Transpartisan Review Note #53


Trump as “Disrupter”

Transpartisan Note #53

by A. Lawrence Chickering and James S. Turner

We have been musing along the following lines: Among all criticisms of President Trump, the most common is his apparently unbreakable habit of sending provocative tweets that often conflict with and disturb efforts to advance his developing policy agenda.

Such criticisms are constantly repeated, and they all rest on the same assumption: that Donald Trump is stupid because he is choosing actions (tweeting) that are undermining objectives he cares more about (his policy agenda). Although it is hard to defend Trump’s Twitter habit from any perspective related to traditional politics, in this Note we look at his actions based on three assumptions: a) he is not stupid; b) he is not crazy; and c) he cares about more than his policy agenda. In this context tweeting is important to him to accomplish more than policy—he afflicts the comfortable.

Although he was critical of Trump during the campaign, former Defense Secretary Robert Gates expressed a positive insight about him this spring in calling him a “disrupter.” The political environment, Gates said, can get pretty calcified; and sometimes a disrupter can accomplish things that others cannot. Order out of chaos.

Disruption is a negative word, and it is hard to think how it can be part of any positive agenda. Its power comes from being entirely negative. How can Trump be understood as anything except a disruptor while tolerating contradictions such as those from associates – Cabinet Secretaries or Jared Kushner – softening and reinterpreting harsh tweets (which the White House insists are official declarations) to foreign leaders? The tweets are disruptive, keeping things churned up, nothing more.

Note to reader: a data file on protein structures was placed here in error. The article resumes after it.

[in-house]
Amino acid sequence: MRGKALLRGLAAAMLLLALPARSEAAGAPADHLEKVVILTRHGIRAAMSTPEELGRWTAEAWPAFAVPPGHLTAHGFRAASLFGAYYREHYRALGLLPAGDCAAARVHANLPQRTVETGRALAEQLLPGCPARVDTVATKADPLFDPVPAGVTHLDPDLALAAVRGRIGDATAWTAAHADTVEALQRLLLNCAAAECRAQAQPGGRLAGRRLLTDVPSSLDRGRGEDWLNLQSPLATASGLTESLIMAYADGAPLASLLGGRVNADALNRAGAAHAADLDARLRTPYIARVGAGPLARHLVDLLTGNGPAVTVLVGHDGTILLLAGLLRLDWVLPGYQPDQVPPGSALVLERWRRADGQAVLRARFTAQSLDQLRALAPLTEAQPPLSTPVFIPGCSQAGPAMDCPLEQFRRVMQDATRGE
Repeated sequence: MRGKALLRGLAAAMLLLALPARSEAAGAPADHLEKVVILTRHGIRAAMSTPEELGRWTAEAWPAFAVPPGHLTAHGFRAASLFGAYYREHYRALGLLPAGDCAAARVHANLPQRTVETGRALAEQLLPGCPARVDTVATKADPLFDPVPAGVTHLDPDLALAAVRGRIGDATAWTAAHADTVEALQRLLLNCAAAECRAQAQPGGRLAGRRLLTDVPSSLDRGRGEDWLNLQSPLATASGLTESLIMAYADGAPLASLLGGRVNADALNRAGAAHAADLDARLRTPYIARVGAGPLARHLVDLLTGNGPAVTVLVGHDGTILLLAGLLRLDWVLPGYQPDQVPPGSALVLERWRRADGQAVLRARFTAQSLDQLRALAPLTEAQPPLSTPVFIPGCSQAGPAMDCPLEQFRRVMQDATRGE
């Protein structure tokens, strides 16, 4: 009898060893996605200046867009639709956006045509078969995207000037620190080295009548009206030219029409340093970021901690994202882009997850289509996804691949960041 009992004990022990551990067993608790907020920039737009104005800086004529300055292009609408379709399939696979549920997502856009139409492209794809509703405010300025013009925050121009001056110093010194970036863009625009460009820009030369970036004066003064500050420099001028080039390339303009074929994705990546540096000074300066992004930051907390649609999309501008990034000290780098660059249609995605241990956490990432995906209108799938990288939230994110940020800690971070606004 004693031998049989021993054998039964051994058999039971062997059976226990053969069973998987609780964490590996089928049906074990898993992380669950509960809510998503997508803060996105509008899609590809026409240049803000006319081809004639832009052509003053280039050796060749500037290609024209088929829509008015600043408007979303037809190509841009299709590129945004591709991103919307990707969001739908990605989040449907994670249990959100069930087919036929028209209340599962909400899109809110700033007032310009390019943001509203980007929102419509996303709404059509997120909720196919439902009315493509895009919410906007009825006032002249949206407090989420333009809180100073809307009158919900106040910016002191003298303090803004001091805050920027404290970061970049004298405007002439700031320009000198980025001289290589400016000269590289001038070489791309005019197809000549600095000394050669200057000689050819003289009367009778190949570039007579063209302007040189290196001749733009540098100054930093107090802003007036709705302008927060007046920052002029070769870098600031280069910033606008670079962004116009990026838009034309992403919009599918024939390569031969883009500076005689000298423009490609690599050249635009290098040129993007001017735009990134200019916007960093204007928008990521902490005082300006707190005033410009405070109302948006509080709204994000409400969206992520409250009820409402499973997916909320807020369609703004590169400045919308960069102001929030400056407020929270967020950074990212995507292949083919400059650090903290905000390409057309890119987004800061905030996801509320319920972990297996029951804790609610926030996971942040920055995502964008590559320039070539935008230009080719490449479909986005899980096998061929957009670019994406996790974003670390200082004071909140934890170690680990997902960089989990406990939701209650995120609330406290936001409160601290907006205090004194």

Protesting otherwise, critics try to understand Trump as a traditional President or urge him to become one. What positive outcomes can be imagined from disruption?

One positive outcome for Trump personally is that he gets to do what he knows. He knows nothing about being President, but he knows how to host a reality television show. What greater impact than disruption is his decision to host a reality show out of the Oval Office?

When the President doesn’t know how to “lead,” what is the principal effect of his reality show disruptions? It empowers other parties, whether in Congress, who must pass tax reform, replace Obamacare, or create numerous other policy initiatives. It also empowers leaders of other countries in global affairs, who must “step up” and act on a basis more equal with the U.S. than before.

Washington elites have absolutely howled their displeasure at what they see as Presidential abdication of responsibilities on both domestic and global issues. What possible order can be imagined (they seem to be saying) without the hegemon as leader, managing and directing all of the children, whether in Congress or in international forums? Would it really be so terrible if power and authority were shared in genuine equality with our European allies so they contributed their fair share, and not just in money, for common defense, as all recent Presidents have called for?

Strong Presidential leadership would allow the Republicans, who control both houses, to pass bills over Democrats’ unanimous opposition. Why should we applaud continuation of such unstable polarization?  Voices are now starting to be heard that Trump’s “abdication” may push Democrats and Republicans to work together to pass a health reform bill.

While so far looking unlikely, why is that prospect seen to be so terrible?

If forced to work together, they may discover innovative transpartisan possibilities for effective policy, some of which are described in The Transpartisan Review Vol. I, No.1, which was published on Inauguration Day, and Vol. I, No. 2, which will be available later this month.

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